DCMS Secretary of State Michelle Donelan had confirmed that Channel 4 will not be sold off.
It follows her business case review set up after prime minister Rishi Sunak took office in October. The broadcaster will now be free to produce its own programming in-house – even the flagship Channel 4 News is produced by an independent production company, ITN.
As part of the package, Channel 4 will now commit to doubling its planned number of new roles outside London and doubling its financial investment in skills.
“This announcement will bring huge opportunities across the UK with Channel 4’s commitment to double their skills investment to £10 million and double the number of jobs outside of London,” said Donelan. “The package will also safeguard the future of our world-leading independent production sector. We will work closely with them to add new protections such as increasing the amount of content C4C must commission from independent producers.
The government says the reforms will allow Channel 4 to compete with the US streaming giants – one of the reasons originally put forward for a sale – while remaining in public ownership.
Alex Mahon, Chief Executive of Channel 4, who along with the independent sector led the fight against its privatisation said: “The principle of public ownership for Channel 4 is now set for the foreseeable future, a decision which allows us to be even more of a power in the digital world.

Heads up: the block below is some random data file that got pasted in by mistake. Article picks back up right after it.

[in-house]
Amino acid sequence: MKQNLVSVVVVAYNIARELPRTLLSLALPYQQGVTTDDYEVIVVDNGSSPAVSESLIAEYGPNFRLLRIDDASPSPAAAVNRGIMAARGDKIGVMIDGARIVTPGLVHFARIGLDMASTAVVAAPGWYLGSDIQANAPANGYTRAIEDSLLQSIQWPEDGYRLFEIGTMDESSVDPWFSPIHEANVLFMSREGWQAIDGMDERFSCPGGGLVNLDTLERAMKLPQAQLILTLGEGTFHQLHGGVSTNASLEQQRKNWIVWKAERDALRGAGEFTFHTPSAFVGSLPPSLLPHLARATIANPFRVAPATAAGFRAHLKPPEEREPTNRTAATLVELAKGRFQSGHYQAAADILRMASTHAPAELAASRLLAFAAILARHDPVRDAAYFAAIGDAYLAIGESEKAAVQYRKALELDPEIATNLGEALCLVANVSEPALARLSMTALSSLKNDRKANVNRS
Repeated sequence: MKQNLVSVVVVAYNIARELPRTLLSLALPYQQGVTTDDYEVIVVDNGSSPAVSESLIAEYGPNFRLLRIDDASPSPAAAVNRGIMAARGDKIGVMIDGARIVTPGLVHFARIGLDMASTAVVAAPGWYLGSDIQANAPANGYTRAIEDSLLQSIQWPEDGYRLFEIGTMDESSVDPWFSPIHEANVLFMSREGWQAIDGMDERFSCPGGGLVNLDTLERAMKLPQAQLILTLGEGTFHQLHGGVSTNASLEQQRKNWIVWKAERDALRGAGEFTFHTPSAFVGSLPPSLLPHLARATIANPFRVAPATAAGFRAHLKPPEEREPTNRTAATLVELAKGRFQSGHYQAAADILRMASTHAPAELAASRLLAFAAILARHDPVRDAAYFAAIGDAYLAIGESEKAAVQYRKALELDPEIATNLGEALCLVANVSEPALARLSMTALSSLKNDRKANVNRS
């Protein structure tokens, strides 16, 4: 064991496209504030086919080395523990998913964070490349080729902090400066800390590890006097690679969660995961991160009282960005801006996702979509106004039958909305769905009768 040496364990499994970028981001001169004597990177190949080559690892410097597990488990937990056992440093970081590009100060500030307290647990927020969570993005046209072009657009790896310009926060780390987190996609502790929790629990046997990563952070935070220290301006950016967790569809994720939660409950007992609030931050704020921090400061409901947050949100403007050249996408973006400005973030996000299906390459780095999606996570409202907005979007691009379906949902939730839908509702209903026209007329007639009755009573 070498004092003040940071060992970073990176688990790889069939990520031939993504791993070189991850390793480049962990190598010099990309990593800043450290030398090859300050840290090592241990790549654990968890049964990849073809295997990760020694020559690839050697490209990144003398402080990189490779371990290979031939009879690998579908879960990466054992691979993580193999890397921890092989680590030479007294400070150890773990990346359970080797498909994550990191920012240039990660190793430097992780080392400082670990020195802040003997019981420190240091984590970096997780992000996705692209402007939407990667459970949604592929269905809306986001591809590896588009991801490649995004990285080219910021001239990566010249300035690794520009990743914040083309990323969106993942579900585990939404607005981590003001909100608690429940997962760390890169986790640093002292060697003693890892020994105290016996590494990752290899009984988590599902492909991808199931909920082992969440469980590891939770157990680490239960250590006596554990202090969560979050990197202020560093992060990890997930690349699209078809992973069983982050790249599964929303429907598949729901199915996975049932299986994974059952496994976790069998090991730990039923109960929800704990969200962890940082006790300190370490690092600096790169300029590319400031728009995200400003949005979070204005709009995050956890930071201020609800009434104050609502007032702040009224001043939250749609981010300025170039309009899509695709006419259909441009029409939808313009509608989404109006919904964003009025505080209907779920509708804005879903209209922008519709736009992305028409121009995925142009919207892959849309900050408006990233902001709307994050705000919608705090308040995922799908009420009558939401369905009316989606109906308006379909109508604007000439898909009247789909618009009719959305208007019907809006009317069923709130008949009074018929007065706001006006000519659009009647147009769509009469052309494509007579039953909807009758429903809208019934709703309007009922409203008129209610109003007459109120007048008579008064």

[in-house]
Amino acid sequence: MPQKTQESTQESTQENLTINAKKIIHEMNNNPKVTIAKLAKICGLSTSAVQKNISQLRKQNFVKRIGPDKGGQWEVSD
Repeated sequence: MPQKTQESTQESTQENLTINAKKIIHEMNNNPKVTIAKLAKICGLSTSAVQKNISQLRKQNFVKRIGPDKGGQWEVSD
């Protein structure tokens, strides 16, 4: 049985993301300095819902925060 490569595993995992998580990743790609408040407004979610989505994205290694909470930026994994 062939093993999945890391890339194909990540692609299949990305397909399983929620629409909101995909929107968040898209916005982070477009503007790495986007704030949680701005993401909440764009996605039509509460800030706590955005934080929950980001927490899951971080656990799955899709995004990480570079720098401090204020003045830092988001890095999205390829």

“I am personally delighted that we will be able to do more, making positive change for the people that others don’t fight for. We will move faster, invest more, take more risks, break down barriers and push boundaries; getting up to do that every day is an utter privilege for those of us lucky enough to work at Channel 4.”
Under current legislation, Channel 4 is more limited than other public service broadcasters in its ability to make and own its own content. It operates as a publisher-broadcaster, meaning that all its shows are commissioned or acquired from third parties – such as independent producers or other broadcasters – who typically retain the rights to those programmes.